Although the technology used for such seismic studies is more advanced than ever before, the only way to know for certain if there are valuable minerals beneath the surface is to drill.

Reaching black gold

It isn't always the oil and gas company that does the drilling.

In the case of West Bay and Jordan, "all of those services are provided by contractor companies," Gibson pointed out. "There are specialized contractor companies whether it be for the actual drilling rig itself or the cement company that does the cementing of the casing."

Once a contractor is hired, "the very first piece of pipe that goes in is called the conductor," Gibson said. "It looks like a steel culvert," and is driven into the ground about 15 to 20 feet. "That's going through top soil, sand, clay, and gravel, and that's just used to center the rest of the drilling that's going to go on and give us a stable circle to start from."

After the conductor pipe is in place, "we drill a larger hole, we set steel casing, we drill a bit smaller hole, we set more steel casing, fill it with concrete, and we keep doing this up to five times . . . all the way to the surface, all the way to the bottom," said Gibson. The wells they hope to drill in Independence Township will reach about 5100 feet.

"The drill bit itself is three sets of teeth that crush the rock in little tiny pieces," Gibson stated. The drill bit gets smaller and smaller the deeper they bore into the ground, and it moves at about eight minutes per foot. "It's a six and a half inch bit by the time we're at the bottom."

The main types of rock they're drilling through are limestone, dolomite, salt, and shale. If they reach layers of granite, they call it "the basement" because they can't break through it.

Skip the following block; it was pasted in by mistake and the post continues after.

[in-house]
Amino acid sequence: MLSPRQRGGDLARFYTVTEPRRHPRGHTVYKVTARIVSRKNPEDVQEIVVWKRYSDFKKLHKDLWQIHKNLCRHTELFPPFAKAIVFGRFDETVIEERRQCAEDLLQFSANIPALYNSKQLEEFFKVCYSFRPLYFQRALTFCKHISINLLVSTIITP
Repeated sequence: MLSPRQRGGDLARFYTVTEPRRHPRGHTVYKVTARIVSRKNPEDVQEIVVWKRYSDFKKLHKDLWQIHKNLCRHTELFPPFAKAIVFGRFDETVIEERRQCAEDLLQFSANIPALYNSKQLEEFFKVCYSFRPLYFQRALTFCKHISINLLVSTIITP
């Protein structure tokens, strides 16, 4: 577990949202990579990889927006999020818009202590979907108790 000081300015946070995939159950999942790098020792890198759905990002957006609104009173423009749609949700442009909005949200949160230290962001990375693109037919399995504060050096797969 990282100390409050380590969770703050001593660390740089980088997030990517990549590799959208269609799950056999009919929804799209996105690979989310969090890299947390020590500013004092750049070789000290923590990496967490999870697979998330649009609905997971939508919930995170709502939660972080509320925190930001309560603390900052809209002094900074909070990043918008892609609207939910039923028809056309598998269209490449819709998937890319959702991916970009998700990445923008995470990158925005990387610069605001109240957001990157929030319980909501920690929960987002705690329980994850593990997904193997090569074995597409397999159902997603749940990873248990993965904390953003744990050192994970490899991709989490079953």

"In addition to those things crushing and grinding up the rock at the end, we're injecting water down the middle of the pipe, and it's coming out over the top of those bits; that's what flushes all the rock that's been broken up and brings it back to the surface," Gibson explained.

At this point, the force driving the pipe down into the earth is gravity. "By the time you're down there five thousand feet, even though you're using a six inch pipe, a mile of six inch pipe is some pretty heavy pipe, so we don't really have to pull down on it or push on it," Gibson said.

They don't just drill straight down, however. To reach the oil and gas below Independence Township, they'll need to drill horizontally.

"When we're directionally drilling, we put a piece of equipment near the drill bit; it's called a mud motor," he said. The mud motor uses some of the fluid they're pumping down into the pipe to push the drill bit. "Instead of going straight down, it's putting just a little flex onto the drill bit."

The process of creating that slope and bending the steel pipe takes a while. "If we're going to take a 90 degree turn that could take several thousand feet."

Gibson said no chemicals are used in the process, which requires about 10,000 gallons of water. They use freshwater, salt water, Bentonite mud, and hydrochloric acid to clean the pipe when they're finished. Surface water isn't used. Instead, the company may drill a water well near their operation or trucks will bring water to the drilling location.

Next week, Part II on mineral extraction and DEQ regulations.

Clarkston News reporter